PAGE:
President Volodymyr Zelensky of Ukraine said that Moscow had broken its agreement with the United Nations and with Turkey’s president, Recep Tayyip Erdogan, rather than with his country, given that Ukraine had made a separate deal with the two mediators over grain. In remarks conveyed by his press office, Mr. Zelensky added that Ukraine was ready to restart shipments if the United Nations and Turkey agreed.
With Black Sea ports closed again, Ukraine may have to redouble its use of alternative routes, exporting grain by truck, train and river barge — journeys that take a longer time than shipping by sea, and cannot handle the same volume.
Mr. Blinken said that the United States would help Ukraine find other means of export, but that “it’s really hard to replace what’s now being lost as a result of Russia weaponizing food.”
Mr. Erdogan said he would speak to Mr. Putin about the agreement and signaled hope that it could be revived. “Despite the statement today, I believe the president of the Russian Federation, my friend Putin, wants the continuation of this humanitarian bridge,” Mr. Erdogan said in Istanbul.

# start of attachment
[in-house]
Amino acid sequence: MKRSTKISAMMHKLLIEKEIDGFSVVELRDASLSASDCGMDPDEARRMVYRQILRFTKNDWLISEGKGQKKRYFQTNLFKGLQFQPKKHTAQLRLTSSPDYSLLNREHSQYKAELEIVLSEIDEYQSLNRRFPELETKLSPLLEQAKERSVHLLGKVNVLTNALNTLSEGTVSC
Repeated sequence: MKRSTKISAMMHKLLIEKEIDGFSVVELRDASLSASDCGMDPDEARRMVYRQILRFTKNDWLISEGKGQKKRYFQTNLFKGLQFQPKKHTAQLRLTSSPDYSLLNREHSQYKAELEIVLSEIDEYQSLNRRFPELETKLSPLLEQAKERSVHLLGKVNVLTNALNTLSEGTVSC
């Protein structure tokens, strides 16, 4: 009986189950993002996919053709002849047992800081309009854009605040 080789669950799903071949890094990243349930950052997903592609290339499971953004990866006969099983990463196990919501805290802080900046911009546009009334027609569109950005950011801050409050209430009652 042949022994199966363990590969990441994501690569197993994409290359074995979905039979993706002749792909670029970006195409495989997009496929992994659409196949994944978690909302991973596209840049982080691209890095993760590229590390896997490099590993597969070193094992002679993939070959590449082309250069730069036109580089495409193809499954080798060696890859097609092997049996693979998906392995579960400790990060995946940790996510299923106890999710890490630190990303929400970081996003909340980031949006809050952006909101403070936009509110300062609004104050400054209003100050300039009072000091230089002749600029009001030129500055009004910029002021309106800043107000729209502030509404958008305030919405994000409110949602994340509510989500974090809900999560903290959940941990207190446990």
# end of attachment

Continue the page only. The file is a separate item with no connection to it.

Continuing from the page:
The deal between Ukraine and Russia — which is also a major global supplier of grain, oil and other affordable food products — is particularly important in 14 African nations that depend on the two nations for half of their wheat imports, according to the United Nations’ Food and Agriculture Organization. Eritrea is fully dependent on them.
When the grain deal began in July 2022, Célestin Tawamba, the chief executive officer of La Pasta, the largest flour and pasta producer in Cameroon, said, “The noose was tightening, so the deal should help us breathe.”
The initial agreement allowed Ukraine to restart the export of millions of tons of grain that had languished for months. Food prices have dropped over 23 percent from their peak in March 2022, according to the Food and Agriculture Organization’s Food Price Index. The accord has allowed vital food products to be exported from Ukrainian ports to 45 countries on three continents, the United Nations said.